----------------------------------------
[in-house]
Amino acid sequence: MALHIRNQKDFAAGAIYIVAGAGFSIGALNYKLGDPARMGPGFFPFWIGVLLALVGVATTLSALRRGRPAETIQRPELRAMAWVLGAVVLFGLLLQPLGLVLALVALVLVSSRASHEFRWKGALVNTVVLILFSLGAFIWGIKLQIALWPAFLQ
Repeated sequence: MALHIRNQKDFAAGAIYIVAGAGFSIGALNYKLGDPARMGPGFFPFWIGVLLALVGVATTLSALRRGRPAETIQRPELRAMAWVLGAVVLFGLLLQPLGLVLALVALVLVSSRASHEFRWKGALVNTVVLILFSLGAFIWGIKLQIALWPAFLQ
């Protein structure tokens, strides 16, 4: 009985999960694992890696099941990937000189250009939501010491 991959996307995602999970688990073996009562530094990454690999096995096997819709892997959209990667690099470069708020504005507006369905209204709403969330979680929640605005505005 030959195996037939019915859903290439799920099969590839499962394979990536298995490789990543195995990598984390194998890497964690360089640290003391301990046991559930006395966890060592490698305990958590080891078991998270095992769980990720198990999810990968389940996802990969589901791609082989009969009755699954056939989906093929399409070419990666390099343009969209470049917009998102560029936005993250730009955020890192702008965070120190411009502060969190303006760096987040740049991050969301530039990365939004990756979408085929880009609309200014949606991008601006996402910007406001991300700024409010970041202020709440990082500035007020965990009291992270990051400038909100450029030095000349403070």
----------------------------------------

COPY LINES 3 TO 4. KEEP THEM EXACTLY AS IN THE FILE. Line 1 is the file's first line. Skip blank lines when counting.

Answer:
Repeated sequence: MALHIRNQKDFAAGAIYIVAGAGFSIGALNYKLGDPARMGPGFFPFWIGVLLALVGVATTLSALRRGRPAETIQRPELRAMAWVLGAVVLFGLLLQPLGLVLALVALVLVSSRASHEFRWKGALVNTVVLILFSLGAFIWGIKLQIALWPAFLQ
């Protein structure tokens, strides 16, 4: 009985999960694992890696099941990937000189250009939501010491 991959996307995602999970688990073996009562530094990454690999096995096997819709892997959209990667690099470069708020504005507006369905209204709403969330979680929640605005505005 030959195996037939019915859903290439799920099969590839499962394979990536298995490789990543195995990598984390194998890497964690360089640290003391301990046991559930006395966890060592490698305990958590080891078991998270095992769980990720198990999810990968389940996802990969589901791609082989009969009755699954056939989906093929399409070419990666390099343009969209470049917009998102560029936005993250730009955020890192702008965070120190411009502060969190303006760096987040740049991050969301530039990365939004990756979408085929880009609309200014949606991008601006996402910007406001991300700024409010970041202020709440990082500035007020965990009291992270990051400038909100450029030095000349403070």